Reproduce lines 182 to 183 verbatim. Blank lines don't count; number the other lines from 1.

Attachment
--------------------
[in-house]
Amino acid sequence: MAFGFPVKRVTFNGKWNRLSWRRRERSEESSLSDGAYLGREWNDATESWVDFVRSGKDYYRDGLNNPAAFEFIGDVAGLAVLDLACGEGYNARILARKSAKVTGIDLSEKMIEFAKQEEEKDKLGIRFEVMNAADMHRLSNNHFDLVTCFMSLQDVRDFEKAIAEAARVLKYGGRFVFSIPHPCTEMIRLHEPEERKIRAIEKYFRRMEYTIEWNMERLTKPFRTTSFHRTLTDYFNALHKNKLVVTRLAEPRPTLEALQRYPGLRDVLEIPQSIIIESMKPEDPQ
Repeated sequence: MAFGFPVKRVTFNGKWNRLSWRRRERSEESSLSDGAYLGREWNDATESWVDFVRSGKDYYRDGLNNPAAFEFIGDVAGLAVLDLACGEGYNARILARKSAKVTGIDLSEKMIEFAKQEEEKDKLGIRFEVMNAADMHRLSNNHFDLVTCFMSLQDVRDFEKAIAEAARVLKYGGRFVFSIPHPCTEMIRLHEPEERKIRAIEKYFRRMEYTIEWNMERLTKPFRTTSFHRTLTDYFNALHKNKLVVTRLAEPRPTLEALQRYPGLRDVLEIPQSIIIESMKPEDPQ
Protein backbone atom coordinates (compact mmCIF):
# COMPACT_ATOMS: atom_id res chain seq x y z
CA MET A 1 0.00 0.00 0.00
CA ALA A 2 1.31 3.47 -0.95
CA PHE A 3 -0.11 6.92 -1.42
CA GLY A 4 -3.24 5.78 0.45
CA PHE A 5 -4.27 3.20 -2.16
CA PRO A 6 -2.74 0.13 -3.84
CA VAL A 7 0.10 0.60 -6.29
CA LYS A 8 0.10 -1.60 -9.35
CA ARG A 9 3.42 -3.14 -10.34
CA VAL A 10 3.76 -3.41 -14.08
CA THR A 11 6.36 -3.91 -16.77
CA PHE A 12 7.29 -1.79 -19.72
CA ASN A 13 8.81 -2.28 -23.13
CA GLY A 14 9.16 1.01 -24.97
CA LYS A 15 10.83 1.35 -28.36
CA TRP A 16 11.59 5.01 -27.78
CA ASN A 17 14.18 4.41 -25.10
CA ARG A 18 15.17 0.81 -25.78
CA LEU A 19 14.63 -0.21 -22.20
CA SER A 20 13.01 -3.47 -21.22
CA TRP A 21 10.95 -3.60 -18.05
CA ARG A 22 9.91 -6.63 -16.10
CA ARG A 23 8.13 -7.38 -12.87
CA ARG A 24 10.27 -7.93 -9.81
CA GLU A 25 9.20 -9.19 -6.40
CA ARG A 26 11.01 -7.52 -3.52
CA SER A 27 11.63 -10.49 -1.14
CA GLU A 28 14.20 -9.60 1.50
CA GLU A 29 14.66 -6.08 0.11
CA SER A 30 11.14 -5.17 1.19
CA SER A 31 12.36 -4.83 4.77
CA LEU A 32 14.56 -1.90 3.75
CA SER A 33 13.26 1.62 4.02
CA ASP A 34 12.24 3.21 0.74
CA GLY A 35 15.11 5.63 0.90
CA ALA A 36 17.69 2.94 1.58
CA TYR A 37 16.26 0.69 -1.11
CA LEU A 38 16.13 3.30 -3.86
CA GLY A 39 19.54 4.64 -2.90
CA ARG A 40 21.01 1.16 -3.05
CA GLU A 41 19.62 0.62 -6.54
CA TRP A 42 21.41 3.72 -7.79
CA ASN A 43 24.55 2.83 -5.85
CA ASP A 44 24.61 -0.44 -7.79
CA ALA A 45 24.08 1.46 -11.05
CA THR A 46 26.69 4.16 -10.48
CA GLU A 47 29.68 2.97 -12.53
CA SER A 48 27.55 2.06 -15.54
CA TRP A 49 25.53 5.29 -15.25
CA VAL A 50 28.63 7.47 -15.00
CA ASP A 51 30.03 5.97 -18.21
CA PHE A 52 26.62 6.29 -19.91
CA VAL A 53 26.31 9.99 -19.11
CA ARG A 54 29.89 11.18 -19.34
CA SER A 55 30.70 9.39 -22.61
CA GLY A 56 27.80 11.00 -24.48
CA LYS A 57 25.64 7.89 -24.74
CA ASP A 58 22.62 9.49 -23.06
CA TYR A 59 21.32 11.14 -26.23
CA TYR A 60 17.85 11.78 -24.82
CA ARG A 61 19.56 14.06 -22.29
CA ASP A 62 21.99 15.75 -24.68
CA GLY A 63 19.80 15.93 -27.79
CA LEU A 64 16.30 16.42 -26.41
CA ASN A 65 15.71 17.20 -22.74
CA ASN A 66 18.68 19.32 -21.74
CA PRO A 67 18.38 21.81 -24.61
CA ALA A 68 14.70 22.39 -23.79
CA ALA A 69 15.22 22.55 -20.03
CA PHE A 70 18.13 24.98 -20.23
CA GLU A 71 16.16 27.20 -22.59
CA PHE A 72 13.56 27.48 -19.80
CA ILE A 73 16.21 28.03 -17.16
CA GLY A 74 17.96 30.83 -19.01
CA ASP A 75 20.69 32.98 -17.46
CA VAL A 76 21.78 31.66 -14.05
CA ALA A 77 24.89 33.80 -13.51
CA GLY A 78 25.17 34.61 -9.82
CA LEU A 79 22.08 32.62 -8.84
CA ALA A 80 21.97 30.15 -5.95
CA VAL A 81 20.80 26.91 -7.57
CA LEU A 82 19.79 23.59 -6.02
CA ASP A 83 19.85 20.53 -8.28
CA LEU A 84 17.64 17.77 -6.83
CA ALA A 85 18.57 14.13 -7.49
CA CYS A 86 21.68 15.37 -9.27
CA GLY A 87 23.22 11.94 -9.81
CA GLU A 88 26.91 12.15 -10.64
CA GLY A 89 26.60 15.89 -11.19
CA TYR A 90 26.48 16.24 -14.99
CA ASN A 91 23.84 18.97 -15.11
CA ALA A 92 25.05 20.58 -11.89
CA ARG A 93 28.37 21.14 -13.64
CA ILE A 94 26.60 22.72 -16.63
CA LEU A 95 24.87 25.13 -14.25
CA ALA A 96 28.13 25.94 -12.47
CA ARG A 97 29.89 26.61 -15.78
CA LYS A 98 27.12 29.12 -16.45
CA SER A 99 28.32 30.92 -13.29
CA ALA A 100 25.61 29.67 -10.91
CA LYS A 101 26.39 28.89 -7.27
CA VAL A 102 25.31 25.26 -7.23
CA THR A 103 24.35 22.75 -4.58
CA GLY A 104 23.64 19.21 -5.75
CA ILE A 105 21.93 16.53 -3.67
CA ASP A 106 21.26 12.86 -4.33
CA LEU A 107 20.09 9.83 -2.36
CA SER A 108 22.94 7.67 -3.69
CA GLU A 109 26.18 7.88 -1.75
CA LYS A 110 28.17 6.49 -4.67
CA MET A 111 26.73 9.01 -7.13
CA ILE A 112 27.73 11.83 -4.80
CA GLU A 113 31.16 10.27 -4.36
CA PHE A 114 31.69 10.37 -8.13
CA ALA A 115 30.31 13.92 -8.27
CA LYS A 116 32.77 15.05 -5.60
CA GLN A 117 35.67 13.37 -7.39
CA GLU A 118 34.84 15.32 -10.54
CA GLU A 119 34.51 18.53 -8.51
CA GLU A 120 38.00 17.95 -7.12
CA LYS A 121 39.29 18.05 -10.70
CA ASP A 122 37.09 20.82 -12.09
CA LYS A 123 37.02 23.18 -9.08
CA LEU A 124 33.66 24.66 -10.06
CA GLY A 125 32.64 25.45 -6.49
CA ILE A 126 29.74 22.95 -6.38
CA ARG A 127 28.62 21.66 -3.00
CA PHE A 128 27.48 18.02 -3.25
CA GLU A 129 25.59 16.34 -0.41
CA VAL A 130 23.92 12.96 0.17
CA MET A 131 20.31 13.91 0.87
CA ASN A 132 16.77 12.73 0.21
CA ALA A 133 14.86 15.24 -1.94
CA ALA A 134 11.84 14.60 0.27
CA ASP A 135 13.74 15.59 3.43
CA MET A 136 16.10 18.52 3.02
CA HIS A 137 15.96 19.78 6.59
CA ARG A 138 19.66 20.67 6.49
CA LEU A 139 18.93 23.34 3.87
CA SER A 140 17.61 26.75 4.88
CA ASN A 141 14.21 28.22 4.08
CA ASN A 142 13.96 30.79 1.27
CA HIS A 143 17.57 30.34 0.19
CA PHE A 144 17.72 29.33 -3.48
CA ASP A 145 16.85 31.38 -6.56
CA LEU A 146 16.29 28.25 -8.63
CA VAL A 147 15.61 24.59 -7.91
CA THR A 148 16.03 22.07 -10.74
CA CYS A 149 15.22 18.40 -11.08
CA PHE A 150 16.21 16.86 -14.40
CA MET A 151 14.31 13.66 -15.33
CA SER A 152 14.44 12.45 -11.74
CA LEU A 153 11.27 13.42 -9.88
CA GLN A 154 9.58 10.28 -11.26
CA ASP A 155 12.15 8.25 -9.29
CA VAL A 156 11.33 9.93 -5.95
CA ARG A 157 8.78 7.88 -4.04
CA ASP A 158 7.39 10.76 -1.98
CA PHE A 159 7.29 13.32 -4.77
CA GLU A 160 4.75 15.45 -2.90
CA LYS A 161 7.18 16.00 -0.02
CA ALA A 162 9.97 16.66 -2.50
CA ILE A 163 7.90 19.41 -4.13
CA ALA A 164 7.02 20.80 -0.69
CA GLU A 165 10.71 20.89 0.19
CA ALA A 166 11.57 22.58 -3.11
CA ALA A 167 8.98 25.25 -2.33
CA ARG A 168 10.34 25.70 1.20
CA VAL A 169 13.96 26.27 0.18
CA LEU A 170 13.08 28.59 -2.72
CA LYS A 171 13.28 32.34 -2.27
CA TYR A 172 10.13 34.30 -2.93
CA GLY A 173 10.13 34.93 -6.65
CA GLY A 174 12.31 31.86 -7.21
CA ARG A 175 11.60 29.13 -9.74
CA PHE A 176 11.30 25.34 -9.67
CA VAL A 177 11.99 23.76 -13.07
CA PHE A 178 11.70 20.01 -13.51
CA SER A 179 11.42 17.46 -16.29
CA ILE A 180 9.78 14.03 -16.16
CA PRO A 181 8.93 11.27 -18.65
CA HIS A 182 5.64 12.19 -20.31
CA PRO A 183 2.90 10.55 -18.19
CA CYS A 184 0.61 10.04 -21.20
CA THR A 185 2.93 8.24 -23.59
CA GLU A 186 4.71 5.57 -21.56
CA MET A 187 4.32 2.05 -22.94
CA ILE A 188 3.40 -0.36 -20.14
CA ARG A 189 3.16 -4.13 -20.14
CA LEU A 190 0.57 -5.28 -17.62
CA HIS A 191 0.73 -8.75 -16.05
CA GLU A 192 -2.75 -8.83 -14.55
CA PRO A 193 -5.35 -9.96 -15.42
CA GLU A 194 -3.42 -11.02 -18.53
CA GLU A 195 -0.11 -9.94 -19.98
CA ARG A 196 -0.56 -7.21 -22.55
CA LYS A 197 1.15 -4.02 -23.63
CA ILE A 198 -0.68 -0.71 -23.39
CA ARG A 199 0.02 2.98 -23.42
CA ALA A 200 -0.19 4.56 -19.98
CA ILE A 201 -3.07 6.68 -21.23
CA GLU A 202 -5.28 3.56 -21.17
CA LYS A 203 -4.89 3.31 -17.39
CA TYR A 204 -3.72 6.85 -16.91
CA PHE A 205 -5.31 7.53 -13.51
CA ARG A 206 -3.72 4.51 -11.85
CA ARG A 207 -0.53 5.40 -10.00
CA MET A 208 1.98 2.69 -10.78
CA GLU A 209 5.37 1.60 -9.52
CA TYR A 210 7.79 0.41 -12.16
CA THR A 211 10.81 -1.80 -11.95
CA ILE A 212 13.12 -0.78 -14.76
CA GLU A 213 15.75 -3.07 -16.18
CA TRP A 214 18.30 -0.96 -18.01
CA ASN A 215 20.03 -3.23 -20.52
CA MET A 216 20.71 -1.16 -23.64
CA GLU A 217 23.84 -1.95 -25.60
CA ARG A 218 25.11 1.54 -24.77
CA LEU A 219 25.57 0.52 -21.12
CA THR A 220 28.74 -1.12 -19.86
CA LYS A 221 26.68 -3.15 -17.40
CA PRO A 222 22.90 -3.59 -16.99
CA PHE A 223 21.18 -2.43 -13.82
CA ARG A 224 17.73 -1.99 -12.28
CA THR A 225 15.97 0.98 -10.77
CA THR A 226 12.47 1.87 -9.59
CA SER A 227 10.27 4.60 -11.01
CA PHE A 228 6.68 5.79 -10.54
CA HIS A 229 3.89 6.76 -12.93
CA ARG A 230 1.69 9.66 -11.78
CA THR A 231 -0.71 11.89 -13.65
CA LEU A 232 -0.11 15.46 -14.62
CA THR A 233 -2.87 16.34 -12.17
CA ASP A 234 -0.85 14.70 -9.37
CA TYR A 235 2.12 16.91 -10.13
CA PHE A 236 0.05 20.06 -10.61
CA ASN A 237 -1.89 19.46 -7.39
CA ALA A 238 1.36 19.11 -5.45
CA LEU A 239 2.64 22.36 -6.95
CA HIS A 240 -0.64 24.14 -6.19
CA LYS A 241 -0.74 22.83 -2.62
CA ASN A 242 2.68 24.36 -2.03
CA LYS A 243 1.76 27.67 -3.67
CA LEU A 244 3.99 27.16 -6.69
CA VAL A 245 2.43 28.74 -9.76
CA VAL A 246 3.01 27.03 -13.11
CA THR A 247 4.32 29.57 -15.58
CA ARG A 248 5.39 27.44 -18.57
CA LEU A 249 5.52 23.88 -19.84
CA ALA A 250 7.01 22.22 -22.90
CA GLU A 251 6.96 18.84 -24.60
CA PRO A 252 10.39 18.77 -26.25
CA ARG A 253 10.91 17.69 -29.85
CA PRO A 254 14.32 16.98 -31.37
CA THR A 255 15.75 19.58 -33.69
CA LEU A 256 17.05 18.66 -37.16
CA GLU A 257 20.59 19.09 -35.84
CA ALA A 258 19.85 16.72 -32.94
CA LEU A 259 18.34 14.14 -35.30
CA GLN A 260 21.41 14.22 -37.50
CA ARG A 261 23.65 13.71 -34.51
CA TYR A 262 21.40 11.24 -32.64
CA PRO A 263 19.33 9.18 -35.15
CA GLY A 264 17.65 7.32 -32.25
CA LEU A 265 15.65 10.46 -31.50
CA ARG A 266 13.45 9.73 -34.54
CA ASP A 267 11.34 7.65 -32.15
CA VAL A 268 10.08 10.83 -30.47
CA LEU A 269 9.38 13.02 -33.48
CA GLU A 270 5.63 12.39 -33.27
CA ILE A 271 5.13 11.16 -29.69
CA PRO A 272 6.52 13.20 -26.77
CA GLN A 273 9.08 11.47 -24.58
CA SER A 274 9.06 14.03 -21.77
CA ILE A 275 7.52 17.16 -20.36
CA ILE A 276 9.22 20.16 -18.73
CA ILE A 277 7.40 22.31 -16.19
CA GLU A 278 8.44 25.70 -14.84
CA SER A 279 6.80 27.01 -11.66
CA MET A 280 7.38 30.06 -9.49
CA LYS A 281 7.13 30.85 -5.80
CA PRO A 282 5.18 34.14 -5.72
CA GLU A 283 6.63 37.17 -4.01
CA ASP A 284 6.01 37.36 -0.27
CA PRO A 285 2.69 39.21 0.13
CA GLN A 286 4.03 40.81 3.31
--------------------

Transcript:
CA VAL A 177 11.99 23.76 -13.07
CA PHE A 178 11.70 20.01 -13.51